Lorenzo Rossi – From his time in Free2Move
There are many reasons why you may need to begin to run marketing and advertising campaigns on multiple channels: you might be assigned a large budget and have to scale rapidly, or you might be advertising a niche app and find that the duopoly (FB and Google) are not efficient for scaling for your specific situation.
Regardless of your reason for deciding to grow a multi-channel strategy, it can be difficult to know where to start. Managing the logistics of running the daily operations of multiple platforms, tracking results, comparing performance, and knowing when to scale can be a challenge. But through my experiences, I’ve seen what managing multiple channels really looks like, and for that reason, I wanted to share what I’ve learned recently developing Free2Move’s multi-channel strategy.
We decided to build a multi-channel approach for Free2Move because the app is a bit niche. It’s currently not available worldwide, only in specific urban environments, and is addressed to people who are using or might want to use shared mobility services. Because of this, we ran FB campaigns with restricted geolocation and additional interest or lookalike targeting, and it made it basically impossible to scale the budgets without growing the cost per acquisition due to low reach and saturation. That’s why we decided to take an “all-you-can-test” approach and introduce new channels.
During the past two years we’ve run campaigns – in addition to FB and Google – on Snapchat, Twitter, LinkedIn, Reddit, Yahoo Gemini, Influencer Marketing, Outbrain, and also Programmatic and Affiliate Networks, Preloaded, plus some OOH campaigns. In an attempt to keep this article from turning into a book, below I’ve shared what I think are the 5 most helpful things to keep in mind when beginning a multi-channel mobile marketing and advertising strategy.
1. How will you organize channel management?
When you run multiple channels, it is essential to have the support of a good BI team (and tool) that is capable of consolidating the costs from all the platforms you are using and connecting them to your MMP’s download and conversion data. Visualizing the results allows you to do specific and cohorted analysis and understand each platform’s performance. It is important to break down the data per country, gender, device, age group, and whatever other targeting options that might be relevant, to see how the different channels perform for each of these target subgroups.
With a bit of automation, managing campaigns can be greatly simplified, so if you organize your team well, one person should be able to manage multiple channels. If the number of countries and channels exceeds the capacity of the team, another option is to contract an external agency. It’s not my favorite option however, as I always prefer to run campaigns in-house. This is because you have better control of the results, react better, avoid agency fees, and because you know your product better than anyone else.
2. How much should you spend when testing a new channel?
The right spend always depends on the channel you are testing. On a platform like FB, Google, or Twitter, I start with the idea of spending up to 4K € during the testing phase (which is around 2 weeks). That means spending at least 250€/day, in order to give the algorithm enough impressions to optimize the campaigns towards the goals. That being said, if after a few hundred euros spent, I see that it hasn’t been working, I try to change the approach, either in terms of the creative, message or targeting.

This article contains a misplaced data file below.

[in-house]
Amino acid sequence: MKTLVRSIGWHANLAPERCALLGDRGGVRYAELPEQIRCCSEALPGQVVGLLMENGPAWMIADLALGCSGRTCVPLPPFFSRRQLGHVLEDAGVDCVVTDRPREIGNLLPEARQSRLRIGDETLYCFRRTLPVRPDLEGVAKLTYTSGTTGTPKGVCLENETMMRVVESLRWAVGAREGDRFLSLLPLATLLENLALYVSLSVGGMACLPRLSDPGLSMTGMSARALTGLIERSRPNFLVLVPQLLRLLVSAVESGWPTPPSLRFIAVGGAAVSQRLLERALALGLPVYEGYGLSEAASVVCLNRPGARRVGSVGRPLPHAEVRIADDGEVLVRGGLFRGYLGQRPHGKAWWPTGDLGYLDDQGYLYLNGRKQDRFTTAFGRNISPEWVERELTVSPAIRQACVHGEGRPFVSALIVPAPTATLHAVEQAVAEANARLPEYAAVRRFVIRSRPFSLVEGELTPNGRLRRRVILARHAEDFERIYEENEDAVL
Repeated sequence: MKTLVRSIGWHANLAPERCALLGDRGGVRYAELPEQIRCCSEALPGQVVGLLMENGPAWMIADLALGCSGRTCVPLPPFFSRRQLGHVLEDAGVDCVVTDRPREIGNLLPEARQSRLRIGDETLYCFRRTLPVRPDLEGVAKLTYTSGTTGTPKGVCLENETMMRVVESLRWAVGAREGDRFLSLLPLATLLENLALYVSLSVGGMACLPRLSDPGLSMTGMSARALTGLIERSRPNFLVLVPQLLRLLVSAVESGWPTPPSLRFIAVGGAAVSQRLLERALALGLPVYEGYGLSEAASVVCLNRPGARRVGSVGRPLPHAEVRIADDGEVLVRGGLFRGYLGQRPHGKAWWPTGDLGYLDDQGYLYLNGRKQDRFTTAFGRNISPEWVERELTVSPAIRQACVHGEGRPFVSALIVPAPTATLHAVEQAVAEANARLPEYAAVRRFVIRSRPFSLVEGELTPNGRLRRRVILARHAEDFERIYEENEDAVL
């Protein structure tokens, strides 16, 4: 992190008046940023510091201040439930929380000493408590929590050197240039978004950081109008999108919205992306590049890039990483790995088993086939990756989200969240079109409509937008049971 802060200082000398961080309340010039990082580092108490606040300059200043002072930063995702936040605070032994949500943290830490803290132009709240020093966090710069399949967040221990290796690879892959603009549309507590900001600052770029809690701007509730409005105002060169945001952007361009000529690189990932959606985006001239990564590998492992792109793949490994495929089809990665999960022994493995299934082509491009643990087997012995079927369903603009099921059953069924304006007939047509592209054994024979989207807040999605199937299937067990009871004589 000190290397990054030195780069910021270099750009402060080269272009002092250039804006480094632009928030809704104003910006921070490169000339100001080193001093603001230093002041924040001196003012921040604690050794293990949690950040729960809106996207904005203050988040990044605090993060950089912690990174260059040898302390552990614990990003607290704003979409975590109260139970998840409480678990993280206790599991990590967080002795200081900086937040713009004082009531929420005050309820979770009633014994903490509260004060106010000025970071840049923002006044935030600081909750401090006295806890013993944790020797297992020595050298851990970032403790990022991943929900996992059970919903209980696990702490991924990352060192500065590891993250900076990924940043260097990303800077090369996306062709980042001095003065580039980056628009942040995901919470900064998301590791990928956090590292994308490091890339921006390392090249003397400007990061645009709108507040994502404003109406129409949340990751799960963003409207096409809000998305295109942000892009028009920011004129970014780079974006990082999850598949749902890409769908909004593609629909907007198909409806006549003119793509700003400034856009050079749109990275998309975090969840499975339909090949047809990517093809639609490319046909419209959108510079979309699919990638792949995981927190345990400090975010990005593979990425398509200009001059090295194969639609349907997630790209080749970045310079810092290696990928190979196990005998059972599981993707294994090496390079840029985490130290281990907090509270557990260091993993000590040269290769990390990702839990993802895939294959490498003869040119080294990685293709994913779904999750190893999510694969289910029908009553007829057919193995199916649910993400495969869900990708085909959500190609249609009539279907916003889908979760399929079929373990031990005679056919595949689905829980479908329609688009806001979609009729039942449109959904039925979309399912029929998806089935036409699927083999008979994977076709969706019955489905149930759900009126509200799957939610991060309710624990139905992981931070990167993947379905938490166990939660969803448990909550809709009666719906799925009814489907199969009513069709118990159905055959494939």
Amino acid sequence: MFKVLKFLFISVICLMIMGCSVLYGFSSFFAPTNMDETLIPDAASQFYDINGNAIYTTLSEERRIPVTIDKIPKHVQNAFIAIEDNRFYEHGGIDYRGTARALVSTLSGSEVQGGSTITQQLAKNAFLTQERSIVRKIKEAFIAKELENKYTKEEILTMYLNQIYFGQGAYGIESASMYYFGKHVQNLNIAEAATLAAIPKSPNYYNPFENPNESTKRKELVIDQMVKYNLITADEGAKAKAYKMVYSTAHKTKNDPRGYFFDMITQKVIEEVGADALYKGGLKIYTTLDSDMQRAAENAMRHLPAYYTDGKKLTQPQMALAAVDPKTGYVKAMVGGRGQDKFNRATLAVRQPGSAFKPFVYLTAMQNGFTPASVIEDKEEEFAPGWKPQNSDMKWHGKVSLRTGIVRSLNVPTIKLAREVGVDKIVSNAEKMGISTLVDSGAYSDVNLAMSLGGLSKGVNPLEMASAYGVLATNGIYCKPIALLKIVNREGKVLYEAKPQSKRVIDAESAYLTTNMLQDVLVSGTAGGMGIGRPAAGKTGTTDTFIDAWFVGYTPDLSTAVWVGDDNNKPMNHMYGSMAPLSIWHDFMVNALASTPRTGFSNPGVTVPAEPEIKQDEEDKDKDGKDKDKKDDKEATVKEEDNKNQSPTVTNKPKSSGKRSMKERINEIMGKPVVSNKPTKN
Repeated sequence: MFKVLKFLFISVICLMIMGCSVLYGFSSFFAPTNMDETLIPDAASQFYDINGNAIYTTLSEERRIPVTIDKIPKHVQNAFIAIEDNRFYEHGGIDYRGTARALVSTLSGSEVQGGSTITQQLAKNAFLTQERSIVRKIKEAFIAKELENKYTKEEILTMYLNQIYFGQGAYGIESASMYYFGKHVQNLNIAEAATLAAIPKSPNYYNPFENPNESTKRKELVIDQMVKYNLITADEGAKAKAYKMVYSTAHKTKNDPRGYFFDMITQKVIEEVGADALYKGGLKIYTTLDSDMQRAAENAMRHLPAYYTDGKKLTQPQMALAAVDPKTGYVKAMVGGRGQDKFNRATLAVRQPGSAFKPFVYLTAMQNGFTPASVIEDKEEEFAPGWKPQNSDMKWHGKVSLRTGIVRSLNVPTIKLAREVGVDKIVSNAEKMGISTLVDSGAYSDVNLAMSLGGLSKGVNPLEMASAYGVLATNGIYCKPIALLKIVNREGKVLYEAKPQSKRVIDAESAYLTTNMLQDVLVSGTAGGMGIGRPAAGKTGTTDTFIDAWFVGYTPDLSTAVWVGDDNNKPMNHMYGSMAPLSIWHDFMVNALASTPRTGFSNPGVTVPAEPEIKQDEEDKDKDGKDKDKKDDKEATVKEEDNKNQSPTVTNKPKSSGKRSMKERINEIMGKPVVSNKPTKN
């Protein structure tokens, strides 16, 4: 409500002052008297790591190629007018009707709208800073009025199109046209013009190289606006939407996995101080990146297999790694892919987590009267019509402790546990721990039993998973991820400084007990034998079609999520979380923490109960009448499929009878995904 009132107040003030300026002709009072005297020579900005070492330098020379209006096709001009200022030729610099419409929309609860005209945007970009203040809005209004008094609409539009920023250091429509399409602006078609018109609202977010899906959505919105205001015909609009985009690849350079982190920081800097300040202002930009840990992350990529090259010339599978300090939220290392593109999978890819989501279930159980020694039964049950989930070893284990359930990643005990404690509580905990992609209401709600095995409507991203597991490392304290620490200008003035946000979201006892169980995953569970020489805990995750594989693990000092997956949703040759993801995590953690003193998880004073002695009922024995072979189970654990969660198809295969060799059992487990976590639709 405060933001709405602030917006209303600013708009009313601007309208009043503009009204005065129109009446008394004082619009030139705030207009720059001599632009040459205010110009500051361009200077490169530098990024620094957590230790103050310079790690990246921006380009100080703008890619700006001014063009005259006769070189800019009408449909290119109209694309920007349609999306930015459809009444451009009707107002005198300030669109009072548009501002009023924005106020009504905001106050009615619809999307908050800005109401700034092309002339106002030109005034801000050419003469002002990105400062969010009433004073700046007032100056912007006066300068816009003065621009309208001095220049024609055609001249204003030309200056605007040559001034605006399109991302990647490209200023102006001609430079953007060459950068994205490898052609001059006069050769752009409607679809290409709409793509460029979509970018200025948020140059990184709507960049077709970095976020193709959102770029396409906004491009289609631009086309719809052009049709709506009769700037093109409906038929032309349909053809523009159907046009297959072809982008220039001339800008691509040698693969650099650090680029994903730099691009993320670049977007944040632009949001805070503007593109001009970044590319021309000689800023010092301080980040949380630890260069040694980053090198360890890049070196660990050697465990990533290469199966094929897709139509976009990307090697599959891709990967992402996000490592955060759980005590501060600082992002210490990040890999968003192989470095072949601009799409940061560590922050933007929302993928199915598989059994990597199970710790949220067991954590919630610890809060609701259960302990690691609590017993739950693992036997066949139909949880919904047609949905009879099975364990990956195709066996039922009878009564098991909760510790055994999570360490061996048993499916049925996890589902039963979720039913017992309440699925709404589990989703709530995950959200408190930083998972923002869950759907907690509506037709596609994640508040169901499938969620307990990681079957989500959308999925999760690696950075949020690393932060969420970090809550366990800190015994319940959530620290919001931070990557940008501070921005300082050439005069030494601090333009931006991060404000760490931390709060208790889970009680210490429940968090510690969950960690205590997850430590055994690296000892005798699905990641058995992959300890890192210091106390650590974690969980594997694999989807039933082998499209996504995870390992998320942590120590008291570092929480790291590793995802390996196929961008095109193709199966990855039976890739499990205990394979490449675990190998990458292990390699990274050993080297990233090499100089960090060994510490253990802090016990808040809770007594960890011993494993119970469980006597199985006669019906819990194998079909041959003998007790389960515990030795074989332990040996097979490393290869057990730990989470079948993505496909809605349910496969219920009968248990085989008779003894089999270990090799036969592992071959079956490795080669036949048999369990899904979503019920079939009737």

For other platforms or networks, the testing budget can vary from 5 to 10K, and for programmatic, it can be up to 20K. But of course, it doesn’t mean that you have to spend the entire budget if it doesn’t bring any results, these are just testing budget estimates.
3. How long should you test a new channel?
This again varies, but in general, when we test a new channel we try to give it 10 to 15 days to see not only installs, but also the development of the cohort. If you are testing Programmatic the learning phase might be up to six weeks and it can be more expensive. Pre-installed channels are similar and have longer testing phases.
In general, it’s good to keep in mind that understanding a new channel takes a bit of time, and you should avoid the temptation to give up after 2 days, because it’s impossible to get significant results in such a short time. Especially for platforms like Twitter, Snapchat, or other social native channels, you might also want to test different concepts and angles before giving up, because we often tend to start testing with concepts/creatives from previously used channels, but each platform has its own characteristics and it might take some experimentation to get the message right.
4. Is channel specialization important?
Speaking from my own experience, I think it is good to be specialized in one or two channels, while also having a good grasp of the others. This allows all UA managers to be on the same level, and grants the opportunity for your team to rotate between platforms to avoid getting stagnant or stuck with the same channel forever. Rotating specialists allows them to learn new things and often generates new solutions to challenges – which for me is the best part.
5. But above all!
Don’t make assumptions about channels before you try them. Saying “this channel cannot work for my business” is giving up before the race has started. Each platform has its own characteristics, its own audience, and everything can vary from country to country, for different devices, genders, age groups, etc. Don’t get tired searching before you find the sweet spot. Managing multi-channel strategies is challenging, but worth it.